Thursday, March 18, 2010

What Happened to My English?

I tend to I think I've got a pretty good grasp on the English language. It's my first language, and I spent a fair amount of time learning about grammar. I read a fair bit, and, you know, I do that whole writing thing. What I'm getting at is, I thought I had my English pretty well sorted.

But, lately, something funny's been happening to the way I write. While editing a paper, I noticed myself shifting clauses because I thought they sounded better in other places. But, when I thought about it, I realized syntax wasn't what I'd have used a year ago or what most people seem to use.

I have a theory. I've started studying Chinese, and the grammar is pretty different. For example, prepositional phrases must proceed the verb. Yeah, we don't do that in English. Except I've started doing this. I'm pretty sure that's weird.

This surprises me. I didn't do this when I took French in high school. Maybe it's because French grammatical structure isn't uber-different from English, but though French taught be a lot about grammar (certainly the first time I'd ever heard the words Indirect Object Pronoun), it didn't do trippy things to my English.

So, what I'm leading up to is this, has anyone else experienced a similar phenomenon? Has learning a new language effected the way you use for other one(s)?


  1. I studied Spanish & Russian a few years ago when I went back for my degree. The Spanish helped my English writing skills. Reading a book in Spanish was awesome, to see how the language flowed in another language. Course Spanish & English are both Latin based so maybe that's why. I never got that far in Russian, not enough to read in it. Or not enough to have it affect my English. I've known people who live in foreign countries for awhile and when they come back, it's like they can't talk in English for awhile. So maybe that's what you're experiencing. Only with writing.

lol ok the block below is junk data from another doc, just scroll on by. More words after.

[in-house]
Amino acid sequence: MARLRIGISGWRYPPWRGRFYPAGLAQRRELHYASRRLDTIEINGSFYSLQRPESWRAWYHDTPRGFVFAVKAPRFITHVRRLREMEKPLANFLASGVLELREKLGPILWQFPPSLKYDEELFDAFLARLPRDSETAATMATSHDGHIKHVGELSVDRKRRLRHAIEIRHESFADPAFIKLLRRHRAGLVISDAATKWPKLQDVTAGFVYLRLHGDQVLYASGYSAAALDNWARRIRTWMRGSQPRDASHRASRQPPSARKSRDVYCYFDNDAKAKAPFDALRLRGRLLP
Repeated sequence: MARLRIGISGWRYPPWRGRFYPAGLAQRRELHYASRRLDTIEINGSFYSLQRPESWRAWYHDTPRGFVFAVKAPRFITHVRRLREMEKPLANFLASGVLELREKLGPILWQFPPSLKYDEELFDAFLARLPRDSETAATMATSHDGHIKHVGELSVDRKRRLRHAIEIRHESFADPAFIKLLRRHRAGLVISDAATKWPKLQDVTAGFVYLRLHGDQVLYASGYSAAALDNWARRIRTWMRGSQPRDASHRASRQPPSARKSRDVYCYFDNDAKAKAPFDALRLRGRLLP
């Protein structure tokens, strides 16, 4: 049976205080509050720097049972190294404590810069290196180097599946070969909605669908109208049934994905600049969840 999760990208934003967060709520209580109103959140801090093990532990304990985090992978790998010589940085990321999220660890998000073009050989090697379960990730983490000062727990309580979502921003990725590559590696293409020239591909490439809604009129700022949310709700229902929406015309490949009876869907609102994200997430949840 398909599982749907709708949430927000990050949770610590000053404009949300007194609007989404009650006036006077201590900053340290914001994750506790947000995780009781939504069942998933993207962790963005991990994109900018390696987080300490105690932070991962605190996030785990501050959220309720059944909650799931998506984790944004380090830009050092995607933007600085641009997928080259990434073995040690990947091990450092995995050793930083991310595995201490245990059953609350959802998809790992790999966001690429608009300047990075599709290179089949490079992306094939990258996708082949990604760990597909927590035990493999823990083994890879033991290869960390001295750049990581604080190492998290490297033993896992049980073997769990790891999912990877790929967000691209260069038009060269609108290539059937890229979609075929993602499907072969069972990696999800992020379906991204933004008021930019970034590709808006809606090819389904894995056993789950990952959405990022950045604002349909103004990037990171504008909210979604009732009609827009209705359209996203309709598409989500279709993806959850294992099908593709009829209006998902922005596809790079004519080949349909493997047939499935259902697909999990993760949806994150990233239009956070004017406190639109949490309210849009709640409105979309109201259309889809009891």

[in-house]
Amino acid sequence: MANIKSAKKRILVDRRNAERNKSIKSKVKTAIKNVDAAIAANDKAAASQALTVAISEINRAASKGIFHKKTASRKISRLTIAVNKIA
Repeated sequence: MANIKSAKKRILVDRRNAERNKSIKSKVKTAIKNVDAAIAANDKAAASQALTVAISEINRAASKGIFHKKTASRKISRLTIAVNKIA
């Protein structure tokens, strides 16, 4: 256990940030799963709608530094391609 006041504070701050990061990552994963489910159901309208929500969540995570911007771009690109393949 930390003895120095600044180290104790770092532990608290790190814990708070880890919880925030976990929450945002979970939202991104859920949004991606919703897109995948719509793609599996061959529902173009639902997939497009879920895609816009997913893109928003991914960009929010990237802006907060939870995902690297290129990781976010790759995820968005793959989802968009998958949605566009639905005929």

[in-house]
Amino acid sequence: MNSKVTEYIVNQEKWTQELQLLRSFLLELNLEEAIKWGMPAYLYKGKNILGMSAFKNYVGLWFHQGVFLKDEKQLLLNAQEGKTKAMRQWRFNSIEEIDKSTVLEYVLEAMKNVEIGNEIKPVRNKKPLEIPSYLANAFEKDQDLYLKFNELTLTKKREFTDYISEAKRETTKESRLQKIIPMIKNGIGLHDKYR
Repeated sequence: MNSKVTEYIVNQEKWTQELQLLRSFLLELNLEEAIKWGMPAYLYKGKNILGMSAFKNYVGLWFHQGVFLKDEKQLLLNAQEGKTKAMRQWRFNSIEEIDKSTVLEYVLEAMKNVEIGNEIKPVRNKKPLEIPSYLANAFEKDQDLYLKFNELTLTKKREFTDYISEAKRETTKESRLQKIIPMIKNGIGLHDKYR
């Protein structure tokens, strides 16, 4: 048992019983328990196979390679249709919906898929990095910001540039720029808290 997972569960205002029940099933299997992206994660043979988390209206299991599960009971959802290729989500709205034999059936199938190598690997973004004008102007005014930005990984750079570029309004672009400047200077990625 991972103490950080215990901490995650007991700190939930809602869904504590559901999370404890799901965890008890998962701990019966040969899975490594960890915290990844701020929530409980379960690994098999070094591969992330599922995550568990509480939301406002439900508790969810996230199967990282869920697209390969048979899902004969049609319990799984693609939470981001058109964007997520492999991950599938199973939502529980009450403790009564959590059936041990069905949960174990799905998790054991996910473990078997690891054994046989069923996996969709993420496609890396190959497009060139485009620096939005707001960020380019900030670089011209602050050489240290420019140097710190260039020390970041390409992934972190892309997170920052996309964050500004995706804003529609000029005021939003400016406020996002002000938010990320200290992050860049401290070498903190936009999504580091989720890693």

2. I completely, 100% empathize with you. I've studied Korean and have lived with Korean speaking people for years.

    An example of a sentence in Korean is: Bread buy going to (English: I'm going to buy bread).

    I don't know if you remember my query on Evil Editor last summer (I recall that you commented on it), but in the comments someone actually assumed I was a non-English speaker because of the syntax. Needless to say, this is a pretty big hurdle to overcome as a writer.

    I also took french in high school, and that had no effect on my language. It's because European languages are all influenced by each other, whereas East Asian languages grew up independent of the west.

  3. I've found that in writing historical romance, (believe it or not) has had an effect on the way I write. I tend to use more formal language and sentence structure than I would have in the past. Although as to speaking, combine a bad Boston accent with a lazy man's verb and well, I don't come across as being too smaht.

  4. Studying German did that to me a little bit.

    But I agree with Piedmont. When I worked on The Shadow Scribe, both my written and verbal English took on a Regency flavor. I got a lot of strange looks for a year.

  5. Karen -- I'm always very impressed with people who can speak any Russian at all. The conjugations and noun agreement just seem so complicated to me.

    Mathew -- I guess there's some comfort in knowing that Korean would have warped my mind as well, though I didn't know the Korean grammar structure was so different from English or even Chinese. Interesting.

    Piedmont -- I am not familiar with the expression 'lazy man's verb.' Is it a Southern saying by any chance?

    Jenna -- I can imagine. It must be interesting to get so immersed in the flavor of the story.